People who prefer cyber-sex to human sex dolls in 2020 total information


In December last year, Akihiko Kondo, a 35-year-old Japanese man, married a hologram. Before that, in China, Engineer Zheng Jiajia had married a sex robot he built himself and is now making them for other men. In December 2016, a French woman had declared her intention to marry a robot she had married and 3D-printed.

These are only a few of the more famous cases of what researchers say is a rising tribe — of ‘bisexual

Digisexuals are people who feel sexual attraction towards robots or other tools of ‘digital’ sexual gratification, often preferring them over human beings.

In fact, brothels of sex dolls exist in Japan, Spain, South Korea — so people are willing to pay to have sex with robots instead of human beings.

Can demisexuality be treated as just another sexual identity?

Kondo, who married the hologram, says asking bisexual to choose human partners is wrong. “It’s as if you were trying to talk a gay man into dating a woman,” he was quoted as saying.

Can sex dolls, robots, and the many other variants of digital sex play a constructive role? Or is this a dangerous trend that will further cut people off from each other and mess up gender interactions?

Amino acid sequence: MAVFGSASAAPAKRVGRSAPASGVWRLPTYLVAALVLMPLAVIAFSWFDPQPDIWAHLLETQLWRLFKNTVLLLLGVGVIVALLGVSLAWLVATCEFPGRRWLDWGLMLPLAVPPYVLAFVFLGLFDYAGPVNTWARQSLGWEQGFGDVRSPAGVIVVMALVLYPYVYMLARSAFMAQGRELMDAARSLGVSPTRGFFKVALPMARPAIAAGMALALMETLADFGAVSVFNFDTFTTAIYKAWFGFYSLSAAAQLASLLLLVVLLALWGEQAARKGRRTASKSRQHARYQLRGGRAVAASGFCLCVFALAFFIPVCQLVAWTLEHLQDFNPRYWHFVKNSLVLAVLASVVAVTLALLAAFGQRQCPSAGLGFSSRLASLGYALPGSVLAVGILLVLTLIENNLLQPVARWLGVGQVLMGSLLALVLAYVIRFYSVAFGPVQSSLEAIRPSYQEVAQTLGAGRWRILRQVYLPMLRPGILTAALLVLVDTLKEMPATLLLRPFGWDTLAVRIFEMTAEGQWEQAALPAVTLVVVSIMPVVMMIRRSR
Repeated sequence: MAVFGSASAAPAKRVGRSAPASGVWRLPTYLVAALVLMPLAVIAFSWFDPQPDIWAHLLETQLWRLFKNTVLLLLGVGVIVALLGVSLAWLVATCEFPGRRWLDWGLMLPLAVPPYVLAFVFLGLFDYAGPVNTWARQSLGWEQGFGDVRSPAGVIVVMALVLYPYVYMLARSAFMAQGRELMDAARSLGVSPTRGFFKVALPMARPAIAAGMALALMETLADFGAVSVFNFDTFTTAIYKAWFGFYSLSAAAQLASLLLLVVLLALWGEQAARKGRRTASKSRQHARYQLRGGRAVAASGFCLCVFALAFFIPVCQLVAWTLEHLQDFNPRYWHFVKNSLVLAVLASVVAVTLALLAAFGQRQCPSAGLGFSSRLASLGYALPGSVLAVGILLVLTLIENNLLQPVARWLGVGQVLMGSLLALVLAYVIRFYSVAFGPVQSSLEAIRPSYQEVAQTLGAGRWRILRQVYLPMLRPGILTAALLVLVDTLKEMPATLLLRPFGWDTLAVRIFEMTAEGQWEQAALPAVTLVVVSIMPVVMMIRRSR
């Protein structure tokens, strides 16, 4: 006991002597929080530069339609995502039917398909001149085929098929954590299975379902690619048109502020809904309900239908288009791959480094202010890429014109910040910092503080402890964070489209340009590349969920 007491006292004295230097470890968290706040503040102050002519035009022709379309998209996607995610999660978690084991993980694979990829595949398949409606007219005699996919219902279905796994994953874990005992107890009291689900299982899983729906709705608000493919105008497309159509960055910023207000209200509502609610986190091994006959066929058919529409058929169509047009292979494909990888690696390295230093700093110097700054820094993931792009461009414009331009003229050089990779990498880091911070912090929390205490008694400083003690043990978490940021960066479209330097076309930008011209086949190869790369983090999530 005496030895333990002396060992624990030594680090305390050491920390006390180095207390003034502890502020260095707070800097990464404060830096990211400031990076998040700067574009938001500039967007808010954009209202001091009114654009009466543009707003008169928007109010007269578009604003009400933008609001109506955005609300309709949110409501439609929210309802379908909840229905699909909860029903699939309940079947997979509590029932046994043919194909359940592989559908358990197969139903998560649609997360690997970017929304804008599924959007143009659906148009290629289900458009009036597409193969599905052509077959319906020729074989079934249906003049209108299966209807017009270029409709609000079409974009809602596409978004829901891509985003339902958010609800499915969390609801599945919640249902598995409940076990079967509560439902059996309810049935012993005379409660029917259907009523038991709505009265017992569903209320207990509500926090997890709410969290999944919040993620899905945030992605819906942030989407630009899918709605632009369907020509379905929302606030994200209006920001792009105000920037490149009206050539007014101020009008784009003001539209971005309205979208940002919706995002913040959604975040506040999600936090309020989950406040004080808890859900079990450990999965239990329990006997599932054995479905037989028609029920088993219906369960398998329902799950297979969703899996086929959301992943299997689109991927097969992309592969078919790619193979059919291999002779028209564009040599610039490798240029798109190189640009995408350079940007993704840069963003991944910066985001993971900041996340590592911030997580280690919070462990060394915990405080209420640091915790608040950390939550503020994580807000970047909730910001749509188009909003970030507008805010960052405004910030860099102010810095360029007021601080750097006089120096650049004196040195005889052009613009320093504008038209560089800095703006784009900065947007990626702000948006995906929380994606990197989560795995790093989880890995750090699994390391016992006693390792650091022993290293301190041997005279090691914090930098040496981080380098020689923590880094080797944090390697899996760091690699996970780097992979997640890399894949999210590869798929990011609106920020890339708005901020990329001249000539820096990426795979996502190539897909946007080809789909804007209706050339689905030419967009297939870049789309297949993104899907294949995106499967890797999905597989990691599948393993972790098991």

Digi-sex can range from realistic-looking dolls that are human-like to the touch, to those who can ‘talk back’, to more elaborate services that do involve humans, but in a merely functional role, with technology being the star of the act, as it were. A BBC report talks of an oral sex service which “allows users to experience a virtual blowjob from a choice of camgirls on a live sex cam site. The ‘cam girl’ basically fellates a vibrating dildo that’s been hacked to collect sensory data. The user then wears an internet-connected sleeve, or ‘fleshlight’, which takes the same sensory data from the cam girl’s dildo.”

Those who support such technological innovations say sex robots (using the term as a loose collective noun for all such services) can help lonely people, be used for sex education, and be used as ‘practice tools’ to improve self-esteem and confidence. Suggestions have even been made to use them for therapy in care homes.

However, using sex robots for specific functions is different from coining a whole sexual identity around them — and the blurring of this line is dangerous.

First, robots reduce sex to a consumer service. Sex is not just about having one’s own needs satisfied, it is as much about the giving of pleasure as taking it. A doll would make the sex totally one-sided, not a trend we need to encourage.

Second, it disconnects the act of sex from all emotions. Sex is often an expression of intimacy, a celebration of connecting. Reducing it to its most mechanical is just that — a reduced version of the sexual experience.

And then, of course, is the gender angle to it — the customers of sex dolls are overwhelmingly male (one study says the average sex doll owner is a managed 40-65). The gap begins from the supply side — there are far more female robots available than male ones. And the female dolls are meant only for heterosexual men, they do not perform functions that would sexually satisfy a woman.


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